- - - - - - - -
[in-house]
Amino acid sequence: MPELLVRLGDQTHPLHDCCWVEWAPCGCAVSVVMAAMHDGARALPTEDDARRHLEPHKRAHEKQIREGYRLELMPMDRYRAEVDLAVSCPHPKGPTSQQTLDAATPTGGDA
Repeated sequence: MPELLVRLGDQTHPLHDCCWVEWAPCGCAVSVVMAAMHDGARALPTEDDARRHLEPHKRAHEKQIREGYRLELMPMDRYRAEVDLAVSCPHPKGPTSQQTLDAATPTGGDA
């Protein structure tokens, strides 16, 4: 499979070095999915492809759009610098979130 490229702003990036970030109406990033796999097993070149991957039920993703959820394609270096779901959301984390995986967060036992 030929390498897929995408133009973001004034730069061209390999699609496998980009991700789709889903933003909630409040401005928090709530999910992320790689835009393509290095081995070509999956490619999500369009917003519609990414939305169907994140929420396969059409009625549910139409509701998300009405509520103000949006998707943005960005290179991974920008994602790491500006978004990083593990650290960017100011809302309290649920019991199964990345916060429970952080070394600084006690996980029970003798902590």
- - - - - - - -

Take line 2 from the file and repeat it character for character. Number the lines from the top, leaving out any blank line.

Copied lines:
Amino acid sequence: MPELLVRLGDQTHPLHDCCWVEWAPCGCAVSVVMAAMHDGARALPTEDDARRHLEPHKRAHEKQIREGYRLELMPMDRYRAEVDLAVSCPHPKGPTSQQTLDAATPTGGDA